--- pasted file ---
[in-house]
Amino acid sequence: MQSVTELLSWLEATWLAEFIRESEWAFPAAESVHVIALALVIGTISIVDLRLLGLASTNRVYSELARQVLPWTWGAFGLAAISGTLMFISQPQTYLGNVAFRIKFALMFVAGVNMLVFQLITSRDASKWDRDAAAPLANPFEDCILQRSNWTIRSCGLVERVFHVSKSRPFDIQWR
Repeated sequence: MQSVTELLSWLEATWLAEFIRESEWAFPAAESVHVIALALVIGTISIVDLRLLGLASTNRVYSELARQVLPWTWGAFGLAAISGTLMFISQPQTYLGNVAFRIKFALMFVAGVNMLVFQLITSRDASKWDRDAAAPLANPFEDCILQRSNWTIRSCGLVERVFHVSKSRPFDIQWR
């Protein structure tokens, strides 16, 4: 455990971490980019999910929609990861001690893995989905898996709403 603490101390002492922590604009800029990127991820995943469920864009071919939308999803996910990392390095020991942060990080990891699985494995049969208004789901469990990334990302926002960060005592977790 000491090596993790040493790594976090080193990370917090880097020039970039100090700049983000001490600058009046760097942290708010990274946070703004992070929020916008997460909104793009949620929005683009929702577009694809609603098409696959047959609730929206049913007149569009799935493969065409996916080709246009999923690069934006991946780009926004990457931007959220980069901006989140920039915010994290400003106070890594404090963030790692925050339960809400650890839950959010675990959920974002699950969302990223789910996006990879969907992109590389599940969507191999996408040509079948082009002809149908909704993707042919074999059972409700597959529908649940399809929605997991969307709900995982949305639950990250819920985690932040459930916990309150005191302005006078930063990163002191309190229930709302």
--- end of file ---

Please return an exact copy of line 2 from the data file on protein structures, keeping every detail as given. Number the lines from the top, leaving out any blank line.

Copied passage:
Amino acid sequence: MQSVTELLSWLEATWLAEFIRESEWAFPAAESVHVIALALVIGTISIVDLRLLGLASTNRVYSELARQVLPWTWGAFGLAAISGTLMFISQPQTYLGNVAFRIKFALMFVAGVNMLVFQLITSRDASKWDRDAAAPLANPFEDCILQRSNWTIRSCGLVERVFHVSKSRPFDIQWR